The paradox of drug consumption is that despite the high availability of illicit substances, the central drug-growing countries do not consume as much of the drugs. In Colombia, the world’s top producer of cocaine, less than 0.9% of the population (or about 0.5 million people) reported using cocaine in the past 12 months (2017) as compared to 1.9% of the US population (or about 5.2 million people) aged 12 or older (2020). Most Latin Americans are disdainful of drug users, especially Westerners seeking to travel to Latin America to experiment with mind-altering substances.
Drugs used for recreational purposes are one of the leading causes of violence in Latin America. Although they fail to see the connection, Westerners hold a large part of the responsibility for it. Iman Amrani, a journalist, currently working at the Guardian, wrote: “It’s clear that western cocaine users have to accept they are contributing to violent crime that has left hundreds of thousands dead in Latin America over the past decades.” In 2018, the Metropolitan police commissioner of London also accused British middle-class cocaine users of fueling the drug trade, who in her words: “[…] will sit around, happily think about global warming and fair trade, and environmental protection and all sorts of things, organic food, but think there is no harm in taking a bit of cocaine. Well, there is. There is misery throughout the supply chain.” Cocaine is to blame and all other drugs produced or transited through Latin America, including cannabis.
My university, an 11-story massive edifice, provided a clear view over Mangueira, a slum marred by gang violence and poverty. While sitting at the academic library, I couldn’t help but stare at the slum wondering how Brazil ended up being one of the most violent countries in the world.
Drug use and addiction spread like a powder trail along the drug trafficking route. Given its long borders with several other South American countries, Brazil is a significant transit country for illicit drug trafficking to Europe. Cocaine destined for Europe mainly departs Latin America via São Paulo and Rio de Janeiro. This has resulted in an increasingly crucial domestic market for cocaine consumption: Brazil has recently become the world’s top crack market and the second biggest destination for powdered cocaine. São Paulo’s Cracolândia – literally “Crackland” –, the largest and most impactful open-air scene of crack usage in the world, is symbolic of the country’s drug epidemic.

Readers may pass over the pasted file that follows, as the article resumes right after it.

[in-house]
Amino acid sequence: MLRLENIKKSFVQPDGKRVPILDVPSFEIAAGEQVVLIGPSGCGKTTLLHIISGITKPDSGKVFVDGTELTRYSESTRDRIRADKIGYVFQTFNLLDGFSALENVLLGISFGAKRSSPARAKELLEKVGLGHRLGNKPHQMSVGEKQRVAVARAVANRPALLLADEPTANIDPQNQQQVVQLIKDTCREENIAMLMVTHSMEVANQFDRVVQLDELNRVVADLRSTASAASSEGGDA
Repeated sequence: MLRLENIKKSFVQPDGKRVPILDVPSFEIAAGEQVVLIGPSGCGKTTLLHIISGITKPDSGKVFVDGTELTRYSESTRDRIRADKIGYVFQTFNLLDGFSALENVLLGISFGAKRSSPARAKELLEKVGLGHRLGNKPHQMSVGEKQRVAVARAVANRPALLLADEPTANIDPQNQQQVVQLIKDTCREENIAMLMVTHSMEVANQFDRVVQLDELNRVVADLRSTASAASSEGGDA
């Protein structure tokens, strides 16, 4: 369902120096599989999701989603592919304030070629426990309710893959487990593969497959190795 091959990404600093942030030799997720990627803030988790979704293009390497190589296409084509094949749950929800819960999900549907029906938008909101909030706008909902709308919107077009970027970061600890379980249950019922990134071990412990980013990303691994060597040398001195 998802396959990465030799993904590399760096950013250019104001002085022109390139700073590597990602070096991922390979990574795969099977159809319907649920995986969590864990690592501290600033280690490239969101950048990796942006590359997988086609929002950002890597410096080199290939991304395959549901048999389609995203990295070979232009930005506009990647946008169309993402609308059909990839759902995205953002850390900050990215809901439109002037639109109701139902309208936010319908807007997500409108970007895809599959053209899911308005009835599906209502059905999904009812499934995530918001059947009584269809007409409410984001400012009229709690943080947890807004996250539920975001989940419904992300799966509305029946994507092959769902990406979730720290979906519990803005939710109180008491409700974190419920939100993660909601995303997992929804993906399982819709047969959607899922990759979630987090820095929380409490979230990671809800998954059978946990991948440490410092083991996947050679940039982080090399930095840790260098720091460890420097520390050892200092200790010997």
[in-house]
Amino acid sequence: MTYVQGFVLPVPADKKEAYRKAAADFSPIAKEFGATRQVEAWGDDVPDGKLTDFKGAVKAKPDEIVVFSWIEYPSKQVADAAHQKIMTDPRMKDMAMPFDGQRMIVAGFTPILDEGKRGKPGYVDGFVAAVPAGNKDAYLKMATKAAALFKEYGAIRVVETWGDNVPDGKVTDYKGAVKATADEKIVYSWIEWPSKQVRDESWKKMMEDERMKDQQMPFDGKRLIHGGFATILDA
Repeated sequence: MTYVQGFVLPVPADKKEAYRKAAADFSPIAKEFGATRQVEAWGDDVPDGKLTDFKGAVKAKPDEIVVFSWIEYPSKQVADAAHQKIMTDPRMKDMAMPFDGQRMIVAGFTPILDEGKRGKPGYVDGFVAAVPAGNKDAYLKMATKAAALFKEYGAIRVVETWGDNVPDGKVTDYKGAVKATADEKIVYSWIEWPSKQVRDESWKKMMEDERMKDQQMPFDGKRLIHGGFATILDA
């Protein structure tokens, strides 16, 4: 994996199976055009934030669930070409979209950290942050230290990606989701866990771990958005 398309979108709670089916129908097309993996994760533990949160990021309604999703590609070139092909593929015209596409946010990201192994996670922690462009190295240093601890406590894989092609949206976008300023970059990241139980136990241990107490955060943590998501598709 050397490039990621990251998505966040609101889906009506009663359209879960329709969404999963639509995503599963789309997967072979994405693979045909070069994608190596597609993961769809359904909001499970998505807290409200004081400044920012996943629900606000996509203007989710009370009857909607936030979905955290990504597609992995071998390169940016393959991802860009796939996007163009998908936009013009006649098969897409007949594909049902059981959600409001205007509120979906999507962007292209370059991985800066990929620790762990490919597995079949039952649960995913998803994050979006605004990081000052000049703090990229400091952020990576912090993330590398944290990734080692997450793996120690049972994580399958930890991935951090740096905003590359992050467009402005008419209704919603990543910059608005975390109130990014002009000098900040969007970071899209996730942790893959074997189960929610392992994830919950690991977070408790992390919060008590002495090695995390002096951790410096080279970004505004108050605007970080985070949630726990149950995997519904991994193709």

Drug trafficking flourishes mainly due to the growing demand for illicit drugs by developed countries, as well as poverty and the lack of viable economic opportunities for the youth living in Latin America. Drug traffickers take advantage of juveniles and lure them with incentives like money and robbed electronics to encourage them to join drug trafficking and smuggling contraband. In countries where education systems are often underfunded, juveniles are easily brainwashed and think that studying is a waste of time.
Although an academic study suggests less than 1% of Brazil’s favela dwellers are involved in drug trafficking, they are often blamed as the source of drug-related violence instead of being considered ‘collateral victims’ of the drug trade. Slum residents often get unjustly stigmatized and discriminated against by the labor market, resulting in a growing ‘social apartheid’.
The use of recreational drugs is one of the “stones” that hinder the definitive solution for violence in Brazil. As long as there will be drugs produced in or transited through Latin America consumed in Europe or the United States, there will be violence in Latin America.
The Guardian, Here in Colombia, the hypocrisy of western cocaine users is laid bare
Sociologia, Problemas e Prática, The evolution of drug trafficking and organized crime in Latin America
Latin American Development Forum, Laura Chioda, Stop the violence in Latin America, A look at Prevention From Cradle to Adulthood
National Institute on Drug Abuse, What is the scope of cocaine use in the United States?
Drug Policy Alliance, How many people use cocaine?
QUARTZ, Brazil now consumes 18% of the world’s cocaine
United Nations Office on Drugs and Crime, Brazil, Country profile (2003)